l = log --graph --abbrev-commit --decorate --format=format:'%C(bold blue)%h%C(reset) - %C(bold cyan)%aD%C(reset) %C(bold green)(%ar)%C(reset)%C(bold yellow)%d%C(reset)%n''          %C(     13 white)%s%C(reset) %C(dim white)- %an%C(reset)'

You just added a new alias that will show you a prettier and more concise Git log. Call it by typing git l in the terminal. Here is an example of how it should look:

2. Shorter Git Status Alias

What about showing a shorter version of the repo status, removing verbose text that is not super necessary? Here is an example of the verbose text that I’m referring to:

Let's add an alias for that, this alias is going to be called "st". Run the following command in the terminal:

$ git config --global alias.st "status --short --branch"

Now when you want to check your repo's status you can call as git st and get a more concise status. Here is an example of how it should look:

3. Git Diff of a File in Another Branch

Let's say you want to see how the modifications you did to file "my_file.rb" in branch "my-branch" compare to the same file in branch "development". You can do from the terminal by calling:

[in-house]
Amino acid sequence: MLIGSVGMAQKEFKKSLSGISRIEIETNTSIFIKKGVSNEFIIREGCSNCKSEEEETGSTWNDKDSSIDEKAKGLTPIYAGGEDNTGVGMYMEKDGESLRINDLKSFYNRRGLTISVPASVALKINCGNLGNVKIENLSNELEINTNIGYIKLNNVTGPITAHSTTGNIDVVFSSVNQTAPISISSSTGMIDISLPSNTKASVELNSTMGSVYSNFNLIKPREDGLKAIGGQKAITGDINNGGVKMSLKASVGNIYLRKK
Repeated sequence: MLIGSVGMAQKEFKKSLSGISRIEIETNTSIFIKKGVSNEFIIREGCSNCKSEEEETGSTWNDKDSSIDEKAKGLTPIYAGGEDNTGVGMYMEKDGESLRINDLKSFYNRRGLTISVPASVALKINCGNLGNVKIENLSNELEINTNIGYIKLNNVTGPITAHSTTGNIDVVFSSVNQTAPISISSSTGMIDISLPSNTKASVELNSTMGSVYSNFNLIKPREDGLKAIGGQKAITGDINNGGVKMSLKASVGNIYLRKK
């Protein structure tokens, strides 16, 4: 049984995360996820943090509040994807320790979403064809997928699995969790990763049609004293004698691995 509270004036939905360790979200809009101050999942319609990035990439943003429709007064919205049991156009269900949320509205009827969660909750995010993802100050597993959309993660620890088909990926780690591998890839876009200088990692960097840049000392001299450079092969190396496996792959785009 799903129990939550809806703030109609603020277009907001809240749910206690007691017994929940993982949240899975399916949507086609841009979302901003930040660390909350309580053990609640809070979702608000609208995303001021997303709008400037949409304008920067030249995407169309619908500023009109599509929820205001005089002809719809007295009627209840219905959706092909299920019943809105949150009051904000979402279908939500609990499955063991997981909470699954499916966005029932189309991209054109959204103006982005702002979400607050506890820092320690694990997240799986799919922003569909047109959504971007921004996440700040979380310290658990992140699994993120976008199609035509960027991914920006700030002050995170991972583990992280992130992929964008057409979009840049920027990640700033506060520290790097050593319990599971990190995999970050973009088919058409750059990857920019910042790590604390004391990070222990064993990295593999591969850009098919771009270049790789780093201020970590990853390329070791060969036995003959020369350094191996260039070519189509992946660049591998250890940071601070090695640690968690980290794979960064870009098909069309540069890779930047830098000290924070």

$ git diff development -- my_file.rb
4. See the Content of a File in Another Branch

Sometimes you're working on a file "my_file.rb" on a branch "my-branch" and want to see how the whole file looks on branch "development". You can do that from the terminal by calling:

$ git show development:my_file.txt

That's handy when you need to see not only what changed on a file but how the whole file's content looks on another branch.

5. See What Has Changed on a File Over Time

Last trick in this post, let's say you want to see when and who introduced a variable or function on file "my_file.rb". What you want to see is the history of the changes in the file and seek for the first time that variable or function was written in the file.